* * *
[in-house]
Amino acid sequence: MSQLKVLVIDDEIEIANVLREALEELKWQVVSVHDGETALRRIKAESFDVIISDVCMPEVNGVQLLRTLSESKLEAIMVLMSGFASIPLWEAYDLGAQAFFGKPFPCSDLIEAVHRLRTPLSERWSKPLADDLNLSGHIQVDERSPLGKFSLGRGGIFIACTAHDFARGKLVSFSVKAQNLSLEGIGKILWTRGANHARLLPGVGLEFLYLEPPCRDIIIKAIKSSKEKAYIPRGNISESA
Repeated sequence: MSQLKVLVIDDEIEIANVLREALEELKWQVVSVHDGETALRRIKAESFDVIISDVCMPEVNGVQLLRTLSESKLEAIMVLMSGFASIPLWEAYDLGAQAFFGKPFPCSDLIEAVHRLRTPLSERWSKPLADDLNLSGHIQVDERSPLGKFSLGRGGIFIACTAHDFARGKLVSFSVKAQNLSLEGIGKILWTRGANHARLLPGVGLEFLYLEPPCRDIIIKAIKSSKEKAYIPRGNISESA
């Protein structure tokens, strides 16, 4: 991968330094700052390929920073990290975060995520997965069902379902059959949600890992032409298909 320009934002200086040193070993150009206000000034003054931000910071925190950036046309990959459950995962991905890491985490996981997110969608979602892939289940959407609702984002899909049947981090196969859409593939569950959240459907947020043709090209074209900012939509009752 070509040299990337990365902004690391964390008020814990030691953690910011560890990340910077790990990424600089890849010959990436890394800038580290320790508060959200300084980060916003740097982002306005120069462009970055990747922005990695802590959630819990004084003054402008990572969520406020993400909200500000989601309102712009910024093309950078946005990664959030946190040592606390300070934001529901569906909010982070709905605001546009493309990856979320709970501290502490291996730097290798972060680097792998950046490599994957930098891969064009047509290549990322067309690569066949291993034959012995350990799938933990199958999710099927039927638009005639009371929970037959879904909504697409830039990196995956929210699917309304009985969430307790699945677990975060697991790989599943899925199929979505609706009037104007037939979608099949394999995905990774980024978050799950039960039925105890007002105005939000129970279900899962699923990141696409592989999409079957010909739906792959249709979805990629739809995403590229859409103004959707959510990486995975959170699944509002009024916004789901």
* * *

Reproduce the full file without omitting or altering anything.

[in-house]
Amino acid sequence: MSQLKVLVIDDEIEIANVLREALEELKWQVVSVHDGETALRRIKAESFDVIISDVCMPEVNGVQLLRTLSESKLEAIMVLMSGFASIPLWEAYDLGAQAFFGKPFPCSDLIEAVHRLRTPLSERWSKPLADDLNLSGHIQVDERSPLGKFSLGRGGIFIACTAHDFARGKLVSFSVKAQNLSLEGIGKILWTRGANHARLLPGVGLEFLYLEPPCRDIIIKAIKSSKEKAYIPRGNISESA
Repeated sequence: MSQLKVLVIDDEIEIANVLREALEELKWQVVSVHDGETALRRIKAESFDVIISDVCMPEVNGVQLLRTLSESKLEAIMVLMSGFASIPLWEAYDLGAQAFFGKPFPCSDLIEAVHRLRTPLSERWSKPLADDLNLSGHIQVDERSPLGKFSLGRGGIFIACTAHDFARGKLVSFSVKAQNLSLEGIGKILWTRGANHARLLPGVGLEFLYLEPPCRDIIIKAIKSSKEKAYIPRGNISESA
């Protein structure tokens, strides 16, 4: 991968330094700052390929920073990290975060995520997965069902379902059959949600890992032409298909 320009934002200086040193070993150009206000000034003054931000910071925190950036046309990959459950995962991905890491985490996981997110969608979602892939289940959407609702984002899909049947981090196969859409593939569950959240459907947020043709090209074209900012939509009752 070509040299990337990365902004690391964390008020814990030691953690910011560890990340910077790990990424600089890849010959990436890394800038580290320790508060959200300084980060916003740097982002306005120069462009970055990747922005990695802590959630819990004084003054402008990572969520406020993400909200500000989601309102712009910024093309950078946005990664959030946190040592606390300070934001529901569906909010982070709905605001546009493309990856979320709970501290502490291996730097290798972060680097792998950046490599994957930098891969064009047509290549990322067309690569066949291993034959012995350990799938933990199958999710099927039927638009005639009371929970037959879904909504697409830039990196995956929210699917309304009985969430307790699945677990975060697991790989599943899925199929979505609706009037104007037939979608099949394999995905990774980024978050799950039960039925105890007002105005939000129970279900899962699923990141696409592989999409079957010909739906792959249709979805990629739809995403590229859409103004959707959510990486995975959170699944509002009024916004789901």